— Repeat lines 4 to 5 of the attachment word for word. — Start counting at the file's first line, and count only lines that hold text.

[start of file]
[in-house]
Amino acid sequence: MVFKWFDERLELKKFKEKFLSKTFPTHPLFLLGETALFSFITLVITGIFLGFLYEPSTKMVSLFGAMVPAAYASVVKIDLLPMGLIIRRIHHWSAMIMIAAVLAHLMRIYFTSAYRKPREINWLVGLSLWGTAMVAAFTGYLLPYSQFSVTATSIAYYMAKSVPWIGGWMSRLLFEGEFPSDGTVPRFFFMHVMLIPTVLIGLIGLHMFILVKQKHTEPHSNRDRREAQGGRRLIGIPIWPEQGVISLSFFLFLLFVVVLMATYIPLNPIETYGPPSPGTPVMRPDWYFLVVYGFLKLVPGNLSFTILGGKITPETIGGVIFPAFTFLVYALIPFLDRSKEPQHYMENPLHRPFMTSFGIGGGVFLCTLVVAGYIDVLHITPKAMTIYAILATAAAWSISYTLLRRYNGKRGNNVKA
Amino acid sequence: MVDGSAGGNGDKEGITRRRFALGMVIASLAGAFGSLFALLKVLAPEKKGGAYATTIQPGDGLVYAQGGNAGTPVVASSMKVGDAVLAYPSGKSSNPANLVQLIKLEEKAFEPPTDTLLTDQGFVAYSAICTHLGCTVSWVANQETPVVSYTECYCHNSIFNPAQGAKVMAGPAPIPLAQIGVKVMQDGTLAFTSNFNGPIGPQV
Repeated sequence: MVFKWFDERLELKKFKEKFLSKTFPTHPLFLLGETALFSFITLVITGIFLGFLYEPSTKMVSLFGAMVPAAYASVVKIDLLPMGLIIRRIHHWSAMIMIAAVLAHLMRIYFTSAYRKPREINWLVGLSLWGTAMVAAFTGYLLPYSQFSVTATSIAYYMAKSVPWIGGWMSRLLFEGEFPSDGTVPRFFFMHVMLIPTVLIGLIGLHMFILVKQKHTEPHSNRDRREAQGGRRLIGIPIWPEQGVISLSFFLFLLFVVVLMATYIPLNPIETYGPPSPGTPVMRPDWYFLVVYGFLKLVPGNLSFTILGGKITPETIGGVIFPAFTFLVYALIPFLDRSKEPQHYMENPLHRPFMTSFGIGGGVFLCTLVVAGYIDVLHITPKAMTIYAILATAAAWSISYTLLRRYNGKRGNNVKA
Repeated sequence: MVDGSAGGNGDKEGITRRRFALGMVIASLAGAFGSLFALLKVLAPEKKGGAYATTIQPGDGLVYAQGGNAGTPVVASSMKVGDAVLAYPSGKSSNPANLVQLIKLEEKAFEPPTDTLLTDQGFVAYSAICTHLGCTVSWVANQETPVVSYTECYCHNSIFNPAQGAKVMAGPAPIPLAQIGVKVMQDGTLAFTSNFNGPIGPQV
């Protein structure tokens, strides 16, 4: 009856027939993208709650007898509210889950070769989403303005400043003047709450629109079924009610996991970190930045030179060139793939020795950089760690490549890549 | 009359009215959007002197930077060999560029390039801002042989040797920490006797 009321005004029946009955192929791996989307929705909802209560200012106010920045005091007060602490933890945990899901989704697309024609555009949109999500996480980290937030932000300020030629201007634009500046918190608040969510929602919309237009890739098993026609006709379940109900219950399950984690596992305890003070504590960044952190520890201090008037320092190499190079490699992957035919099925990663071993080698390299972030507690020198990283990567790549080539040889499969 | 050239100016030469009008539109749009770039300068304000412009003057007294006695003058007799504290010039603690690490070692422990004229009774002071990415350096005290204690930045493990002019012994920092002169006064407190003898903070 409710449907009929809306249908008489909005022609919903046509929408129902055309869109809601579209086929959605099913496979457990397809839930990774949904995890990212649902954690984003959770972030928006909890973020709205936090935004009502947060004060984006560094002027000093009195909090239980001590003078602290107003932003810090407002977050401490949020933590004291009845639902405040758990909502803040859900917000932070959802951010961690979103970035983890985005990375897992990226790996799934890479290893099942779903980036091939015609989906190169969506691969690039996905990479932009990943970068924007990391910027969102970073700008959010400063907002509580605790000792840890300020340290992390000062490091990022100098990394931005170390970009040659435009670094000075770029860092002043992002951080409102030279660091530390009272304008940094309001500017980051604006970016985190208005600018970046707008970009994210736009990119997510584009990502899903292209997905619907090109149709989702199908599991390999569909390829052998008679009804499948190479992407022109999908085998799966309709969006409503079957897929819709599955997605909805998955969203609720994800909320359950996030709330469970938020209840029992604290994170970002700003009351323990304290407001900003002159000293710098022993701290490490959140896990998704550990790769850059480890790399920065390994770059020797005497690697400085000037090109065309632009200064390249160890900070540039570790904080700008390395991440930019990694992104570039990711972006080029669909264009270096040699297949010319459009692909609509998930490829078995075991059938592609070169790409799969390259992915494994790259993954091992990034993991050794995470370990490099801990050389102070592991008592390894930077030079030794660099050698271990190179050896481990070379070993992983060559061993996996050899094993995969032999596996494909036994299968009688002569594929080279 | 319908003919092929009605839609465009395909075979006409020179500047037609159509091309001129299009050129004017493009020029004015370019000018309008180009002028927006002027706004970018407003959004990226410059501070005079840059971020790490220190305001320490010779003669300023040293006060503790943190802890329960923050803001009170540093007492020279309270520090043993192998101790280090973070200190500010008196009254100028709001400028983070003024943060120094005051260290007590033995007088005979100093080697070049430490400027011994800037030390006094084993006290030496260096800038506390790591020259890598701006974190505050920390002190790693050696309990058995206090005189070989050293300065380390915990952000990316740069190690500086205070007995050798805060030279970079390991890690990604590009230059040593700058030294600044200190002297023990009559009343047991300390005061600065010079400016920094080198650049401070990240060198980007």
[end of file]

Repeated sequence: MVFKWFDERLELKKFKEKFLSKTFPTHPLFLLGETALFSFITLVITGIFLGFLYEPSTKMVSLFGAMVPAAYASVVKIDLLPMGLIIRRIHHWSAMIMIAAVLAHLMRIYFTSAYRKPREINWLVGLSLWGTAMVAAFTGYLLPYSQFSVTATSIAYYMAKSVPWIGGWMSRLLFEGEFPSDGTVPRFFFMHVMLIPTVLIGLIGLHMFILVKQKHTEPHSNRDRREAQGGRRLIGIPIWPEQGVISLSFFLFLLFVVVLMATYIPLNPIETYGPPSPGTPVMRPDWYFLVVYGFLKLVPGNLSFTILGGKITPETIGGVIFPAFTFLVYALIPFLDRSKEPQHYMENPLHRPFMTSFGIGGGVFLCTLVVAGYIDVLHITPKAMTIYAILATAAAWSISYTLLRRYNGKRGNNVKA
Repeated sequence: MVDGSAGGNGDKEGITRRRFALGMVIASLAGAFGSLFALLKVLAPEKKGGAYATTIQPGDGLVYAQGGNAGTPVVASSMKVGDAVLAYPSGKSSNPANLVQLIKLEEKAFEPPTDTLLTDQGFVAYSAICTHLGCTVSWVANQETPVVSYTECYCHNSIFNPAQGAKVMAGPAPIPLAQIGVKVMQDGTLAFTSNFNGPIGPQV